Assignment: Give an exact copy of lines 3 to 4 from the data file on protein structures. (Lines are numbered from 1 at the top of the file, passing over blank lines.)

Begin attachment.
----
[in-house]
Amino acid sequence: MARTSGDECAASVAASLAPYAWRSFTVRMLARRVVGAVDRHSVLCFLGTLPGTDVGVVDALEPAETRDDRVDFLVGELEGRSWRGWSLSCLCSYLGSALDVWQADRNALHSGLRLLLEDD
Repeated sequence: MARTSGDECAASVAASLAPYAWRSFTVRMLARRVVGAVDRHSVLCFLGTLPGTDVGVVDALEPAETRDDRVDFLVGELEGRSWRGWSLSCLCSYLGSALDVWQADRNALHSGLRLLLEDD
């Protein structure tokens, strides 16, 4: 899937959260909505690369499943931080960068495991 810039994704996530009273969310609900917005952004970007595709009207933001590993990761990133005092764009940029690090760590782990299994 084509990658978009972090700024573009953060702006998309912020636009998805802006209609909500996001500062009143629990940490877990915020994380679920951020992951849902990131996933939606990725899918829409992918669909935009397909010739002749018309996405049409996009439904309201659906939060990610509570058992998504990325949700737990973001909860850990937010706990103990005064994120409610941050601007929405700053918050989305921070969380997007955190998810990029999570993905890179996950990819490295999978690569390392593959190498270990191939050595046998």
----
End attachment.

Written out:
Repeated sequence: MARTSGDECAASVAASLAPYAWRSFTVRMLARRVVGAVDRHSVLCFLGTLPGTDVGVVDALEPAETRDDRVDFLVGELEGRSWRGWSLSCLCSYLGSALDVWQADRNALHSGLRLLLEDD
């Protein structure tokens, strides 16, 4: 899937959260909505690369499943931080960068495991 810039994704996530009273969310609900917005952004970007595709009207933001590993990761990133005092764009940029690090760590782990299994 084509990658978009972090700024573009953060702006998309912020636009998805802006209609909500996001500062009143629990940490877990915020994380679920951020992951849902990131996933939606990725899918829409992918669909935009397909010739002749018309996405049409996009439904309201659906939060990610509570058992998504990325949700737990973001909860850990937010706990103990005064994120409610941050601007929405700053918050989305921070969380997007955190998810990029999570993905890179996950990819490295999978690569390392593959190498270990191939050595046998």